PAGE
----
Overall, EU money has not been invested well enough to cushion Spain against its current economic plunge. Consequently, Spain now has to pay more into the EU than it receives at the worst possible time. As a euro zone member, Spain can no longer use a cheaper currency to compete with an industrial powerhouse like Germany, meaning that it has shifted to a vulnerable service-based economy with a still oversized construction sector. Even if Spain manages to achieve key structural reforms to its labor market and a loosening of regulations, its competitiveness will be handicapped by its EU membership, and its growth more limited.
Another major result of Europe’s debt crisis in Spain is a renewed role of the family. Family has always been important to Spaniards, with several generations of a single clan normally living in the same apartment building, neighborhood, or village. However, as the government pares back its social spending and new employment opportunities fail to emerge, family units have emerged as the principal sources of social and economic support.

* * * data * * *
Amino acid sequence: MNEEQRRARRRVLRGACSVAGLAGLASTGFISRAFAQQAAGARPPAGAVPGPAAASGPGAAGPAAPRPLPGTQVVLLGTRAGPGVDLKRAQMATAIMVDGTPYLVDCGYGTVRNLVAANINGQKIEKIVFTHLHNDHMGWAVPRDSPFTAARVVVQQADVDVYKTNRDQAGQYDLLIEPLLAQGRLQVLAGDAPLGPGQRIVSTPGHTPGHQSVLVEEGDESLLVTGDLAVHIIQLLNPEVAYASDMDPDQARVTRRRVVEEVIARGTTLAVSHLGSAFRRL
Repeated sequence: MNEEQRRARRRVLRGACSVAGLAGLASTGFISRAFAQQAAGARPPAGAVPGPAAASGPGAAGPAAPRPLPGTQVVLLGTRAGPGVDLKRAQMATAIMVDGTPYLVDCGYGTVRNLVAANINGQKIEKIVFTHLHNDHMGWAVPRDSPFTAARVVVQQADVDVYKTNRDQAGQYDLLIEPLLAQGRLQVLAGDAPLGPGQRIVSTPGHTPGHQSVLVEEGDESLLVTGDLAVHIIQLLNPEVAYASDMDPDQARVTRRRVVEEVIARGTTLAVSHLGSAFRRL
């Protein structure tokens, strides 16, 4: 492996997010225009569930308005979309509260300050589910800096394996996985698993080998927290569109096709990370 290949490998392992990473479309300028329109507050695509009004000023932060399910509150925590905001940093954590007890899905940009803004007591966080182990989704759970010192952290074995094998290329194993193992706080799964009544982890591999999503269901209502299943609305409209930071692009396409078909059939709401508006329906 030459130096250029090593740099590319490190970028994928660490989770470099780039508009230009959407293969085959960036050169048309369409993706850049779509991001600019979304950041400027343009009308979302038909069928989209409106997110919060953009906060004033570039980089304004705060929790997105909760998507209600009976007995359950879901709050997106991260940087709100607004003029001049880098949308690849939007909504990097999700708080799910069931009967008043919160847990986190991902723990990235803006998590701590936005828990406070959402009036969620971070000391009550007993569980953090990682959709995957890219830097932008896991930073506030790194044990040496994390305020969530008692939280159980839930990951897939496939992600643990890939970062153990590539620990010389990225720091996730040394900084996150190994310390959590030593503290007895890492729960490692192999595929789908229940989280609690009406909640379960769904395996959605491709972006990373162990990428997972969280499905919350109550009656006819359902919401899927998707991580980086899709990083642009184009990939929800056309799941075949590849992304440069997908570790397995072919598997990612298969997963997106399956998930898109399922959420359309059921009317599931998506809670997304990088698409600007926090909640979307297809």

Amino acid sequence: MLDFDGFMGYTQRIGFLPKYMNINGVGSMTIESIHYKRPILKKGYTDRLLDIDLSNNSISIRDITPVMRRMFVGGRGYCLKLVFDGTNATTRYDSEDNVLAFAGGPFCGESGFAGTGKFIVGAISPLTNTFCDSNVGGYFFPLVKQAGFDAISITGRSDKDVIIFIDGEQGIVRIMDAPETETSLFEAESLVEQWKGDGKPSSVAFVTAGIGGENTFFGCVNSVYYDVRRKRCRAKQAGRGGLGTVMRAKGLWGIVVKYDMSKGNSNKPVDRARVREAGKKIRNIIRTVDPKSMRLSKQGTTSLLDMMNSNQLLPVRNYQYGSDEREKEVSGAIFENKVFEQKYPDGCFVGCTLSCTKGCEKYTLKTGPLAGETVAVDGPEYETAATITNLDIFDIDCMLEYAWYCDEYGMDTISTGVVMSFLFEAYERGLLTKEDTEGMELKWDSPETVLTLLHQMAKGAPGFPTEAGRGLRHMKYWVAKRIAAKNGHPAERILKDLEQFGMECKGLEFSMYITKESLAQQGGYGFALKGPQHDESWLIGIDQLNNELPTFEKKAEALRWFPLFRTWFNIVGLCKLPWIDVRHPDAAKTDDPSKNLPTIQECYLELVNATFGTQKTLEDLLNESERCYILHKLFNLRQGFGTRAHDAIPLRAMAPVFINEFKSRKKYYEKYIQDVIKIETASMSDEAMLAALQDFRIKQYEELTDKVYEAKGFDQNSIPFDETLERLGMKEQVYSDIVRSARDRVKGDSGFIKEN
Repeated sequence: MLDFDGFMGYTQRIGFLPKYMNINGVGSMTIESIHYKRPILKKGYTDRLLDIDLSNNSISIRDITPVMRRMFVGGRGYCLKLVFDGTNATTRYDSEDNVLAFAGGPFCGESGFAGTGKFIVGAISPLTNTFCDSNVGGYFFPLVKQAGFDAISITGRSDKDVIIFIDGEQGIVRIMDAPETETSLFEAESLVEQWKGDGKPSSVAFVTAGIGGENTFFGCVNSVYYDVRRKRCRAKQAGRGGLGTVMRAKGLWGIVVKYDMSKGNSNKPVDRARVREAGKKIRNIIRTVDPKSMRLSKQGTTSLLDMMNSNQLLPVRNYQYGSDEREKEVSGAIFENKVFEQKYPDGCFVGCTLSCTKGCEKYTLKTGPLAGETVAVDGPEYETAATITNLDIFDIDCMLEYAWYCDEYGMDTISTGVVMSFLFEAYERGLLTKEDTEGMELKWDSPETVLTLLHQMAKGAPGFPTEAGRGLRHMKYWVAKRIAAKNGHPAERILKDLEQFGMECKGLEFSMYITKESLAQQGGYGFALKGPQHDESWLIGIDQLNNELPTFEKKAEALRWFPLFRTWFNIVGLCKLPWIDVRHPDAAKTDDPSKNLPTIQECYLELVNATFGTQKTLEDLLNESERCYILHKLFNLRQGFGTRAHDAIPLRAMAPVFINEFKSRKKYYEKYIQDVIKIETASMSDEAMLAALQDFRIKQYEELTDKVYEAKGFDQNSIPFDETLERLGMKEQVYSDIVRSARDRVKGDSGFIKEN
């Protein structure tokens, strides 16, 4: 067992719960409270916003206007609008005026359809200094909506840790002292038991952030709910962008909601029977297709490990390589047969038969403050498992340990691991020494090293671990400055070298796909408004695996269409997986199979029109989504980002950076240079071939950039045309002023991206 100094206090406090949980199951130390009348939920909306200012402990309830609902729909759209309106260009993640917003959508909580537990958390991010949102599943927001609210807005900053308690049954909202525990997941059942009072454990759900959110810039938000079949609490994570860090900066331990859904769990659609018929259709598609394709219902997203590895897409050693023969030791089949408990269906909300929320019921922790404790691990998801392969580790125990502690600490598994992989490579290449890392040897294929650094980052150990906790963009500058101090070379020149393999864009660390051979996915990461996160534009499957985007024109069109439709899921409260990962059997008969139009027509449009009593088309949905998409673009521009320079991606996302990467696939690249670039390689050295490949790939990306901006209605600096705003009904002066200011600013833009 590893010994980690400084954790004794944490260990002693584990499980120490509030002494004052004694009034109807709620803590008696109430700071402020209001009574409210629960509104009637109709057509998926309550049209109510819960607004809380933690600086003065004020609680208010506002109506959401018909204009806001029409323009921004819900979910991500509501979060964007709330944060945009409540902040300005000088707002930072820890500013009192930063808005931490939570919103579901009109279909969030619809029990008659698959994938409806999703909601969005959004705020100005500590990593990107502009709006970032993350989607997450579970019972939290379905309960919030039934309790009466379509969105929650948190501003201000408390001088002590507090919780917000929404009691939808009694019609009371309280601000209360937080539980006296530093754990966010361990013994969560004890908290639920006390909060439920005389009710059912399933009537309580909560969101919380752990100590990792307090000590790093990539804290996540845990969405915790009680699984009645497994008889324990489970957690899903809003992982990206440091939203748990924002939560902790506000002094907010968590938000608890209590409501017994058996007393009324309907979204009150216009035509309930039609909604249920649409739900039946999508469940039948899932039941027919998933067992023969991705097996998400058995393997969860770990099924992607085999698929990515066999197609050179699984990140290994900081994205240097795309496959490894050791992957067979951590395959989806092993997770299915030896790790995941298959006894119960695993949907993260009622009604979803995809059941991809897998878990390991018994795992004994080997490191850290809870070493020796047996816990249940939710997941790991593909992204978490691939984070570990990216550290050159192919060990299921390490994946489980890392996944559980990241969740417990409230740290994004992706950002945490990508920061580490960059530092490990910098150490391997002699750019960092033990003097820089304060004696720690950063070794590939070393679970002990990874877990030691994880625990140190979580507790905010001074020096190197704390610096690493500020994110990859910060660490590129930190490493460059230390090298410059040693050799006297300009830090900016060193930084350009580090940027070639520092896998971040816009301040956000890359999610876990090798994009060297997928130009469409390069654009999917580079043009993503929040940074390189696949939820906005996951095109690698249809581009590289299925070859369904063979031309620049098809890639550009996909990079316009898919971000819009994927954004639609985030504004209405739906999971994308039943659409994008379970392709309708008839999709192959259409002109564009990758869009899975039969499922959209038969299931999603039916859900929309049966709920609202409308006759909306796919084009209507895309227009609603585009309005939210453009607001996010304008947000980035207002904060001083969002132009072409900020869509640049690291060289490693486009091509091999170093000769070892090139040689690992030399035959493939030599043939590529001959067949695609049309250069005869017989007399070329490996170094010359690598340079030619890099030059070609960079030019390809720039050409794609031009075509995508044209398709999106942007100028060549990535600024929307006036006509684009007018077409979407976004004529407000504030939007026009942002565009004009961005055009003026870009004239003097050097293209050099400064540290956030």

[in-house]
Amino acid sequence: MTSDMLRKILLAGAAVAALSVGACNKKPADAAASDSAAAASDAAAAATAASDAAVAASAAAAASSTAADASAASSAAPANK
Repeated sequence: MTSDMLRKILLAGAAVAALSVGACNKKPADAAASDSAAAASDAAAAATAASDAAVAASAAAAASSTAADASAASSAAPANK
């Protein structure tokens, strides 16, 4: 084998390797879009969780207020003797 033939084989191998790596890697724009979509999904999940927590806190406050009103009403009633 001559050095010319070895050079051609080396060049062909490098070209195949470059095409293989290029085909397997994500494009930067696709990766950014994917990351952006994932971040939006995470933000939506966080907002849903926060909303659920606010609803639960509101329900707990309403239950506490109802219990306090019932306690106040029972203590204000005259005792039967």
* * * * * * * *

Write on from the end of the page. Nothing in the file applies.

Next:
This in part explains why Spain is not experiencing a revolution, or anything close to it. In the U.S., a young person’s inability to find a job or live away from home has traditionally been a source of shame. Conversely, a whopping 69% of people under 30 in Spain still live with their parents. From a personal standpoint, out of all of my young Spanish friends, only two rented their own apartments in Madrid.
Meanwhile, because so many young Spaniards cannot find jobs, their main activity is often to party until dawn every night of the weekend, starting on Thursday. As a student studying abroad, this was quite the phenomenon to encounter. European Spanish has many more words to describe Spain’s party scene than I have ever encountered in Latin America. Drinking in public spaces, though technically illegal, is much more widespread than in the U.S. Some cities even have designated outdoor spaces the sizes of football fields where youths can congregate, drink, and smoke. These young people are simply living their lives by the day, finding new ways to pass the time as career opportunities fail to emerge.
Politics and ‘Okupa’ Social Centers